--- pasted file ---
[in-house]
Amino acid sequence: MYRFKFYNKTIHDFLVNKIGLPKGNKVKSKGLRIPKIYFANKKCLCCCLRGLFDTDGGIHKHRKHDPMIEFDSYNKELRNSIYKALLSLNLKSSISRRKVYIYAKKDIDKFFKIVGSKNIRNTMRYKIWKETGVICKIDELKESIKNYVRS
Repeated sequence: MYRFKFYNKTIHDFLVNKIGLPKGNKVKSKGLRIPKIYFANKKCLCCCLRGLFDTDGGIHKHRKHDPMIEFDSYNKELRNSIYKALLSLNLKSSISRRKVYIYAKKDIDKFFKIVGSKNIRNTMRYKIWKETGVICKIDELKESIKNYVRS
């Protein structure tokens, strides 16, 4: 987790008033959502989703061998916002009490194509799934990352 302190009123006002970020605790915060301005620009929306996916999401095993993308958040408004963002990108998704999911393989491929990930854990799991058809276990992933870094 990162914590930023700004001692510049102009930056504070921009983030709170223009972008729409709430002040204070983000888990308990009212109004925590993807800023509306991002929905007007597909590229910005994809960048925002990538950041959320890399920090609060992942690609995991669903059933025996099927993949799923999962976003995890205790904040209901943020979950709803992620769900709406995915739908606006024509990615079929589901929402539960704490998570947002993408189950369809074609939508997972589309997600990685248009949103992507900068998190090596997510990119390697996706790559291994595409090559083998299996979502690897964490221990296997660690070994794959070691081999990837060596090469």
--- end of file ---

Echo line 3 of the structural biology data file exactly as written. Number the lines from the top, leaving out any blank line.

Repeated sequence: MYRFKFYNKTIHDFLVNKIGLPKGNKVKSKGLRIPKIYFANKKCLCCCLRGLFDTDGGIHKHRKHDPMIEFDSYNKELRNSIYKALLSLNLKSSISRRKVYIYAKKDIDKFFKIVGSKNIRNTMRYKIWKETGVICKIDELKESIKNYVRS